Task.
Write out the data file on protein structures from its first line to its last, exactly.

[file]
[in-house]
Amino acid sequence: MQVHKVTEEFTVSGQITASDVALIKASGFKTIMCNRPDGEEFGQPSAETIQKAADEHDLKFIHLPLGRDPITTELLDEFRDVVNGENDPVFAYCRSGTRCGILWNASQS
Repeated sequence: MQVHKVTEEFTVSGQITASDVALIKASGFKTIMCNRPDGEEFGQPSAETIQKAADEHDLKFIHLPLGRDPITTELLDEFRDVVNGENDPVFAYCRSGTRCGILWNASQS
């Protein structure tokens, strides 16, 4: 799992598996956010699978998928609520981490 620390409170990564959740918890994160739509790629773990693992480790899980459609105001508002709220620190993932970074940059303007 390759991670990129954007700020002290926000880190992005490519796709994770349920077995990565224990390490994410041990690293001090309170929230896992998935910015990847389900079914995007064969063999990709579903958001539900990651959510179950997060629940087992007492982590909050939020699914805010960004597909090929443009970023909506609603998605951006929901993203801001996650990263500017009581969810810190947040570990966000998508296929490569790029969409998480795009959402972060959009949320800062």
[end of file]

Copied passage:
[in-house]
Amino acid sequence: MQVHKVTEEFTVSGQITASDVALIKASGFKTIMCNRPDGEEFGQPSAETIQKAADEHDLKFIHLPLGRDPITTELLDEFRDVVNGENDPVFAYCRSGTRCGILWNASQS
Repeated sequence: MQVHKVTEEFTVSGQITASDVALIKASGFKTIMCNRPDGEEFGQPSAETIQKAADEHDLKFIHLPLGRDPITTELLDEFRDVVNGENDPVFAYCRSGTRCGILWNASQS
């Protein structure tokens, strides 16, 4: 799992598996956010699978998928609520981490 620390409170990564959740918890994160739509790629773990693992480790899980459609105001508002709220620190993932970074940059303007 390759991670990129954007700020002290926000880190992005490519796709994770349920077995990565224990390490994410041990690293001090309170929230896992998935910015990847389900079914995007064969063999990709579903958001539900990651959510179950997060629940087992007492982590909050939020699914805010960004597909090929443009970023909506609603998605951006929901993203801001996650990263500017009581969810810190947040570990966000998508296929490569790029969409998480795009959402972060959009949320800062």